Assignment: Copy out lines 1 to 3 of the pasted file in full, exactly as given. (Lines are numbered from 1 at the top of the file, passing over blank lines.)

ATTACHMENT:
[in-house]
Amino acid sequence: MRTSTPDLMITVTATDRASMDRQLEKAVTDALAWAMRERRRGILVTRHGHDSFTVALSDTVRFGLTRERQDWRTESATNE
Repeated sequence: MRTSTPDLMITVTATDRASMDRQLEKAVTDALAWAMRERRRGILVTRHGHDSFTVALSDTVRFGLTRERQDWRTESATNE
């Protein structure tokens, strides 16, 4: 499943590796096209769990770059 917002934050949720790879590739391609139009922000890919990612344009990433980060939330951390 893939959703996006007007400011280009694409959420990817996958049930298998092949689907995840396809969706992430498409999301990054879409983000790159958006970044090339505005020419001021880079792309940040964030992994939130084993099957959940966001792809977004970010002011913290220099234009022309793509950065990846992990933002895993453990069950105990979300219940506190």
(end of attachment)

[in-house]
Amino acid sequence: MRTSTPDLMITVTATDRASMDRQLEKAVTDALAWAMRERRRGILVTRHGHDSFTVALSDTVRFGLTRERQDWRTESATNE
Repeated sequence: MRTSTPDLMITVTATDRASMDRQLEKAVTDALAWAMRERRRGILVTRHGHDSFTVALSDTVRFGLTRERQDWRTESATNE